The Call for Clean / Clean Label: Part One

Clean. What comes to mind when you hear that description applied to a diet, ingredient, recipe or label? And just as important, what comes to your consumer’s mind?  While clean for consumers might be more of a flavor descriptor equal to fresh or bright or taking a break from sugar or carbs, in the industry it typically means the removal of artificial ingredients. However, there is a shift that is slowly taking place and we expect clean to become the standard on labels with both sides in agreement as to its meaning. While the term clean is somewhat ambiguous at the present, it typically encompasses products that contain nothing artificial, have environmentally friendly packaging and ingredients that are easily identified by the consumer. Dubbed by both Specialty Food and Food Business News as the Trend (or claim) of the Year for 2016, it’s transparent that clean isn’t going anywhere.

How are manufacturers responding to the call for clean?

The Corporate Clean Up

The quest for clean seems to be a chicken/egg phenomenon that either started with a consumer battle cry or a corporate desire to accommodate health and wellness goals and mounting FDA pressures. While the word “clean” hasn’t become a standard on packaged goods labeling just yet, it is slowly creeping into the consumer vernacular. Several companies are leading the way and their actions will impress more than the average health conscious consumer.

  • Panera – Its list of “no-no” ingredients is driving its Food Policy initiative and all will be removed from their menu items by the end of 2016. Reworking its entire menu, Panera is targeting Ingredients like high fructose corn syrup, acesulfame K, and more in favor of “clean food and a transparent menu.”1 First, the soups were cleaned up and salads are targeted next, especially the dressings by removing artificial everything and striving to prove that clean can taste better. Appealing to consumers’ affinity for all that is nostalgic, handcrafted, and clean, Panera’s revamped salads will incorporate pickled onions, daily fresh sliced pineapple and handcrafted in-house dressings. Consumers are responding with revenues up almost 6% for Q1 2016.2
  • Red Gold Tomatoes – Starting with packaging its tomatoes in non-BPA containers, Red Gold has expanded its clean initiative across all four of its brands. Receiving Red Gold Non-GMO Project Verification for almost all of its canned tomatoes and revamping labels to reflect the highest level of transparency, Red Gold is focused on creating labels that will set the standard for the industry.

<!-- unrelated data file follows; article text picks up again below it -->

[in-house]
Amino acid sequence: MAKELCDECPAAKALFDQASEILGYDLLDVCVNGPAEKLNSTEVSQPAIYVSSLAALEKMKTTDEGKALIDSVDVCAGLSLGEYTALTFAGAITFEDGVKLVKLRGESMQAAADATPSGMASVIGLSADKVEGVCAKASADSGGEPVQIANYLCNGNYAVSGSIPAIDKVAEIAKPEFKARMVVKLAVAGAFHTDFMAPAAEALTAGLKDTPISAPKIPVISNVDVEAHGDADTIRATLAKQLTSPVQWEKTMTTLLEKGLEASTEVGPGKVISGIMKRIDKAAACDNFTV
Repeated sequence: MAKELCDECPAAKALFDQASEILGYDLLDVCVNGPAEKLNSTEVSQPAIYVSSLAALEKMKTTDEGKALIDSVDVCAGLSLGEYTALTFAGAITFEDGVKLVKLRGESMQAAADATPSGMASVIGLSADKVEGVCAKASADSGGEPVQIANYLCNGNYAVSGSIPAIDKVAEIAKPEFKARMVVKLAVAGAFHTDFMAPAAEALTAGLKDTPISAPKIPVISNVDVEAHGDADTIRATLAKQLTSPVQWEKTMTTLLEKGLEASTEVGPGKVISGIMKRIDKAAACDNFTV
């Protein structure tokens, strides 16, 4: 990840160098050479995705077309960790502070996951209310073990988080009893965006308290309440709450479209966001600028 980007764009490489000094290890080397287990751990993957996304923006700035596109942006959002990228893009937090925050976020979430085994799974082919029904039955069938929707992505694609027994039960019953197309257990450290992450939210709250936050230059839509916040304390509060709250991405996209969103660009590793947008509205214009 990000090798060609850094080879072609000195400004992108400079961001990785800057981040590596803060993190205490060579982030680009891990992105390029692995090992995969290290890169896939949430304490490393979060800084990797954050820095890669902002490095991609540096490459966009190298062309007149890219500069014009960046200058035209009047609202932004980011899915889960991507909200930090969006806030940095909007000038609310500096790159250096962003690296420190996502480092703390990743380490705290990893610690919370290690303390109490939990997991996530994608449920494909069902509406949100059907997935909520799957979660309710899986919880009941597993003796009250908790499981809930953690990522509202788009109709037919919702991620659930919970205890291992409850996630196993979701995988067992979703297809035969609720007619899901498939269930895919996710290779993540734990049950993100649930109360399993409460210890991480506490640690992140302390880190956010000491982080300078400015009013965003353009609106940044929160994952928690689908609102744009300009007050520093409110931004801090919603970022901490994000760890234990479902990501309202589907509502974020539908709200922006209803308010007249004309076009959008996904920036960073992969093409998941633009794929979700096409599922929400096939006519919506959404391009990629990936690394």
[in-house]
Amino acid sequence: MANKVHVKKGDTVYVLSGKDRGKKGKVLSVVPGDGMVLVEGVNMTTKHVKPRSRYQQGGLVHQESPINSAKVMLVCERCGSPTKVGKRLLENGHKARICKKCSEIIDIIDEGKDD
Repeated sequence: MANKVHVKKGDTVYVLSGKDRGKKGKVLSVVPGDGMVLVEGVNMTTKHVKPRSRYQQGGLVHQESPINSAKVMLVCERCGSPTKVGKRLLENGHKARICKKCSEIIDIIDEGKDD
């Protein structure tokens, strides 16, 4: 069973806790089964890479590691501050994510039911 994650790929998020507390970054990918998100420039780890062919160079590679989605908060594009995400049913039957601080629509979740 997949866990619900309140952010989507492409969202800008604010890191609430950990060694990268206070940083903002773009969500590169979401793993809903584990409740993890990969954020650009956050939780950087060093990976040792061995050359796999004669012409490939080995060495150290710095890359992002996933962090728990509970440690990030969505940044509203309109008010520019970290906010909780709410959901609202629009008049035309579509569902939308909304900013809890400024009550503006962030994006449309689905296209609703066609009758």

• Subway – Similar to Pizza Hut and Taco Bell, the fast casual sandwich shop has goals to eliminate artificial ingredients in all items they produce by the end of 2017.
  • Unilever – The manufacturer of the world’s largest ice cream brand, Breyers, committed in 2015 to remove artificial flavors and ingredients and use only milk and cream from cows not treated with artificial growth hormones. Unilever’s Klondike, Good Humor and Popsicle brands are expected to follow.
  • Kellogg’s – One of the manufacturers leading the way with initiatives to remove artificial ingredients from their products, Kellogg’s is also developing new cereal, muesli and granola lines focused on “real food prepared simply” with short ingredient lists that consumers recognize.
  • Vega Clean Protein – Built around a base of plant protein, Vega Clean is “Non-GMO Project verified, gluten-free, and made without dairy or soy ingredients, artificial flavors, colors, or sweeteners.”3 The sports nutrition market is perfect for clean claims as its consumers are educated and motivated to control what they eat or drink.

What’s Next for Clean?

At this point there’s obviously some confusion around clean with manufacturers and industry focused on a definition built around ingredients and packaging while consumers view clean as a flavor descriptor or healthier way to eat. Potentially adding to this murkiness is a certification called “CLEAN certified” that is capitalizing on the term but centered around safety, minimal procession and bioavailability. Nevertheless, manufacturers can’t ignore the fact that “clean” is here to stay. It’s such a dynamic topic, we’re devoting more than one blog on the topic. Stay tuned to hear more about clean in our next post.

In the meantime, contact us today to learn about our clean label products that make it easy to meet consumer demand and bring the YUM.





  1. Food Business News. Nunes, Keith. Panera publishes ‘no no list’ of ingredients it will not use. May 5, 2015.
  2. Food Business News. Schroeder, Eric. Panera Ahead of the Pace, April 28, 2016.